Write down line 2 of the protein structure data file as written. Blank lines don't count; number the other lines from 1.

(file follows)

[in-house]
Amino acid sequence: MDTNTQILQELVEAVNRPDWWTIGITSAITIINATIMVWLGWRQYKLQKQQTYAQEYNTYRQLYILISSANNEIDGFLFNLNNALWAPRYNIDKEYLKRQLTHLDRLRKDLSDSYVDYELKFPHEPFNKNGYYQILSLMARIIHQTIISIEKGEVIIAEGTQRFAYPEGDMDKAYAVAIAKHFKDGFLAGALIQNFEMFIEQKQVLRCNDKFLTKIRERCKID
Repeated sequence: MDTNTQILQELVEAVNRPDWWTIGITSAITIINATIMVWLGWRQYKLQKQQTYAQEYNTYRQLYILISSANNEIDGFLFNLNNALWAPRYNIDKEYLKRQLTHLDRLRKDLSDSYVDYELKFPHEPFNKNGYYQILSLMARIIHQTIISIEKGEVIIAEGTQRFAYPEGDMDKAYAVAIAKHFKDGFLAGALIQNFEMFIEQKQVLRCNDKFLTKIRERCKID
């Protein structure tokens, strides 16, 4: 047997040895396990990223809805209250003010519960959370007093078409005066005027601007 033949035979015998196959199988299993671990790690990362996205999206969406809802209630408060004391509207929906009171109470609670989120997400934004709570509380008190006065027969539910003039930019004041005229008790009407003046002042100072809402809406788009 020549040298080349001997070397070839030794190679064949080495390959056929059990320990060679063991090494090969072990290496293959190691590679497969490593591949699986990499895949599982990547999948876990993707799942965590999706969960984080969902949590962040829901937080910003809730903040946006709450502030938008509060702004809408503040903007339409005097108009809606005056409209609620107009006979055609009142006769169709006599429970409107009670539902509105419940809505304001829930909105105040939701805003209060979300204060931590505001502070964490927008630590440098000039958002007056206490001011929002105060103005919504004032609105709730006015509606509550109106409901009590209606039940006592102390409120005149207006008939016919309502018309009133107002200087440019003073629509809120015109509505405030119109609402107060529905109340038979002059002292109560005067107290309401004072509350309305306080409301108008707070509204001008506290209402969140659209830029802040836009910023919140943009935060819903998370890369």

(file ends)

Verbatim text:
Amino acid sequence: MDTNTQILQELVEAVNRPDWWTIGITSAITIINATIMVWLGWRQYKLQKQQTYAQEYNTYRQLYILISSANNEIDGFLFNLNNALWAPRYNIDKEYLKRQLTHLDRLRKDLSDSYVDYELKFPHEPFNKNGYYQILSLMARIIHQTIISIEKGEVIIAEGTQRFAYPEGDMDKAYAVAIAKHFKDGFLAGALIQNFEMFIEQKQVLRCNDKFLTKIRERCKID